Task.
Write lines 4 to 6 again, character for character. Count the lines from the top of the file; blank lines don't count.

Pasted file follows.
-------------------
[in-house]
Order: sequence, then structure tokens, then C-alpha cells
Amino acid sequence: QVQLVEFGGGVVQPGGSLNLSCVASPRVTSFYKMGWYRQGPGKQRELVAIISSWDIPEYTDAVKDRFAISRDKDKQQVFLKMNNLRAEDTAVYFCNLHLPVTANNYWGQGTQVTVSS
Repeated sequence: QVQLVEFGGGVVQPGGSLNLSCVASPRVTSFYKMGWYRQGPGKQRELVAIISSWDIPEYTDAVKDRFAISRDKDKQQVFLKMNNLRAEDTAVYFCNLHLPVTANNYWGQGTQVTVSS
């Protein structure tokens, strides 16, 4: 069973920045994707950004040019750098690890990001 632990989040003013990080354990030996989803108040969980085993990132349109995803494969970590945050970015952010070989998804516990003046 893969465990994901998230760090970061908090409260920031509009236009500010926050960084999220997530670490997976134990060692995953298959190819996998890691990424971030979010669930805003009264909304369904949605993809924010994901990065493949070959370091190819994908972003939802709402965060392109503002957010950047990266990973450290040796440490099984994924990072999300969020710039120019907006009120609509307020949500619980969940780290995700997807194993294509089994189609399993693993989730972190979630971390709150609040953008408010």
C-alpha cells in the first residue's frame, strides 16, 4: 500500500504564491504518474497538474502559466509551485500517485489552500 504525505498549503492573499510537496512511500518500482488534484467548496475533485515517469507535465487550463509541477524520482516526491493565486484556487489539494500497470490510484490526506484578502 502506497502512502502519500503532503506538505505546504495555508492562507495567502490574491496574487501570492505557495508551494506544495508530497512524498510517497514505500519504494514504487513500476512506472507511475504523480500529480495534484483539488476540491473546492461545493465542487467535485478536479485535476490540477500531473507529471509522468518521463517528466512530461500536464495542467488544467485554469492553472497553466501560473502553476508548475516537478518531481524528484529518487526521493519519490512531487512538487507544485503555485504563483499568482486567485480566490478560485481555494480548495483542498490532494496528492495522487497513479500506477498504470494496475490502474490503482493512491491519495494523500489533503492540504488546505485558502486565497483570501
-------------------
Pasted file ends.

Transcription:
Repeated sequence: QVQLVEFGGGVVQPGGSLNLSCVASPRVTSFYKMGWYRQGPGKQRELVAIISSWDIPEYTDAVKDRFAISRDKDKQQVFLKMNNLRAEDTAVYFCNLHLPVTANNYWGQGTQVTVSS
């Protein structure tokens, strides 16, 4: 069973920045994707950004040019750098690890990001 632990989040003013990080354990030996989803108040969980085993990132349109995803494969970590945050970015952010070989998804516990003046 893969465990994901998230760090970061908090409260920031509009236009500010926050960084999220997530670490997976134990060692995953298959190819996998890691990424971030979010669930805003009264909304369904949605993809924010994901990065493949070959370091190819994908972003939802709402965060392109503002957010950047990266990973450290040796440490099984994924990072999300969020710039120019907006009120609509307020949500619980969940780290995700997807194993294509089994189609399993693993989730972190979630971390709150609040953008408010």
C-alpha cells in the first residue's frame, strides 16, 4: 500500500504564491504518474497538474502559466509551485500517485489552500 504525505498549503492573499510537496512511500518500482488534484467548496475533485515517469507535465487550463509541477524520482516526491493565486484556487489539494500497470490510484490526506484578502 502506497502512502502519500503532503506538505505546504495555508492562507495567502490574491496574487501570492505557495508551494506544495508530497512524498510517497514505500519504494514504487513500476512506472507511475504523480500529480495534484483539488476540491473546492461545493465542487467535485478536479485535476490540477500531473507529471509522468518521463517528466512530461500536464495542467488544467485554469492553472497553466501560473502553476508548475516537478518531481524528484529518487526521493519519490512531487512538487507544485503555485504563483499568482486567485480566490478560485481555494480548495483542498490532494496528492495522487497513479500506477498504470494496475490502474490503482493512491491519495494523500489533503492540504488546505485558502486565497483570501